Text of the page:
Linear B tablet KN 1342 E k 321 (Click to ENLARGE):

Knossos Tablet 1342 E k 321 sheep at RATOYO and PAITO

Note that this tablet also references RATOYO (archaic genitive masc. singular), i.e. Lato, as a sheep raising locale, which accounts for 12 or 8.7 % of 138 site-specific tablets dealing with sheep, rams and ewes. This is precisely why I have used this particular tablet to illustrate sheep raising locales, because it, like several other tablets in this sub-set, mentions 2 sites, not just 1 locale, further attesting to the prime significance of sheep husbandry at the very core of the Minoan economy.

Richard


CRITICAL POST: The Minoans counted sheep while they were wide awake… big time!.


CRITICAL POST: The Minoans counted sheep while they were wide awake... big time! 

An In-depth Statistical Analysis and Wide Cross-Section of over 2,500 tablets and fragments out of the approximately 4,000 at Knossos dealing specifically with sheep, rams and ewes.

For the past 4 months, I have been meticulously examining a huge cross-section of 2,503 Linear B tablets & fragments from the approximately 4,000 found at Knossos, representing no less than 62.57 % of that total, a sampling for which the statistical accuracy must be so high as not to exceed 0.5 % +/- margin of error (although I haven not verified this myself). Even with the total of 4,000 tablets and fragments being only a reasonably fair estimate of the total, the statistical accuracy would still be very high, since we are dealing with a total very close to 4,000. Here is the detailed table I compiled with its statistical analysis of the total number of tablets and fragments at Knossos specifically dealing with sheep, rams and ewes (503), as opposed to the total number I examined = 2,503. Click to ENLARGE:

Linear B Tablets Knossos sheep rams ewes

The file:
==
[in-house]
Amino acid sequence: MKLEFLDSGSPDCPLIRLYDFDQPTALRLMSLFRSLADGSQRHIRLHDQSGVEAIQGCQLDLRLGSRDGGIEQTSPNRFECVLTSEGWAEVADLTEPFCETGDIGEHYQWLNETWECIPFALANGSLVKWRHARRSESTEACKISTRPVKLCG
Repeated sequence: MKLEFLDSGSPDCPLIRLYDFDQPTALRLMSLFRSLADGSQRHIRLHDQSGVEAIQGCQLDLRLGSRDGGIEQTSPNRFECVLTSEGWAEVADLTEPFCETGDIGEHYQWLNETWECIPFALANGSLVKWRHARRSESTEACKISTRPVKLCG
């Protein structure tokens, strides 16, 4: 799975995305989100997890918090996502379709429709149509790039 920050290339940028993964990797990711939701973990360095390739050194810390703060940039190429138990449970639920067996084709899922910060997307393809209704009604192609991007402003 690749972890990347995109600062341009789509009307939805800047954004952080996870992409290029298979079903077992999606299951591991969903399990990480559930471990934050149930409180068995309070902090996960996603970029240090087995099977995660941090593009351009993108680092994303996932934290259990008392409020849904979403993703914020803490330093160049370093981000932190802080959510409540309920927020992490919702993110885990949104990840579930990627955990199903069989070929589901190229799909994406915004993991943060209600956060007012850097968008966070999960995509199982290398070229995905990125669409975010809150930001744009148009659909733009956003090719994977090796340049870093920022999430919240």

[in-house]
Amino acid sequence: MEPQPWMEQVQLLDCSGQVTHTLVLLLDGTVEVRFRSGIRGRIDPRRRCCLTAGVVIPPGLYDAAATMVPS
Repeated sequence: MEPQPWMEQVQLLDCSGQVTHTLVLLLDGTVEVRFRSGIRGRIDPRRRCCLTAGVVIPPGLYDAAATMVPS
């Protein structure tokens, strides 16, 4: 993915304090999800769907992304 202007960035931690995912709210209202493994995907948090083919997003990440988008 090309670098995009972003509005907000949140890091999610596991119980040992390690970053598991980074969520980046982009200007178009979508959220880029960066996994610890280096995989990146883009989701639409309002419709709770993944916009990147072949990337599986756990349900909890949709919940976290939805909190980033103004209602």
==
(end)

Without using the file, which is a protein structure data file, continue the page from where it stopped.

However, not only did I isolate all 503 of the tablets and fragments dealing with sheep, rams and ewes from my cross-section of 2,500 tablets, I also further sub-divided all 503 of these by locales or sites at which the Minoans raised sheep, these being, from most to least often mentioned on the tablets, Kytaistos, Phaistos & Lykinthos (20 times each), for a total of 60; Exonos (15 times); Davos (14); Lato & Syrimos (12), for a total of 24; Lasynthos (9); Sygrita (8); Tylissos or Tylisos (5) and Raia (2), Knossos never being even mentioned at all! What! I here you say... and me too. Come on, this begs the question. 

Hypothesis A: Why not Knossos?... or more to the point, probably Knossos

Why? Why not Knossos? It is patently ridiculous to assume that no sheep were raised at Knossos, since Knossos was a city of a population reputedly exceeding 50,000, an enormous city for the ancient world (aside from Rome, of course). None of the other locales listed in our table come remotely close to Knossos in size or economic power and significance, not even Phaistos. The Minoans had to have raised sheep at Knossos, of that there can be no doubt. But how many of the overall 503 tablets mentioning sheep, rams and ewes can be said to deal with Knossos?  Although we could ideally postulate a total of 365 times, the remainder of the 503 tablets, this is a highly problematic question, since there is simply no way of knowing whether or not the scribes were referring to Knossos and Knossos alone whenever they omitted to name the locale for sheep husbandry. It seems quite conceivable, even reasonable, to assume that the majority of the remaining 365 tablets and fragments, or at least most of them, do deal specifically with Knossos, but there is really no real way of our ever knowing.

However, there is one tell-tale statistic which may serve as a real clue to the incidence of sheep raising at Knossos, and that is the figure for the number of times Tylissos is mentioned, i.e. only 5 times, even though Tylissos was an important Minoan site. The point I am making here is simply this: Tylissos was right next door to Knossos, practically an outskirt of the city. So if Tylissos is mentioned less often than every other sheep raising locale, with the sole exception of Raya (3 times), then were were the sheep being raised near or at Knossos?  The answer seems transparent enough. At Knossos itself, or at least in the countryside surrounding Knossos, which would almost (but not quite) include Tylissos. So this is my hypothesis, namely, that in all probability most of the remaining 365 tablets and fragments do deal with Knossos, since as I have already said, it is patently impossible that Knossos was not the major sheep raising locale in the Minoan agri-economy.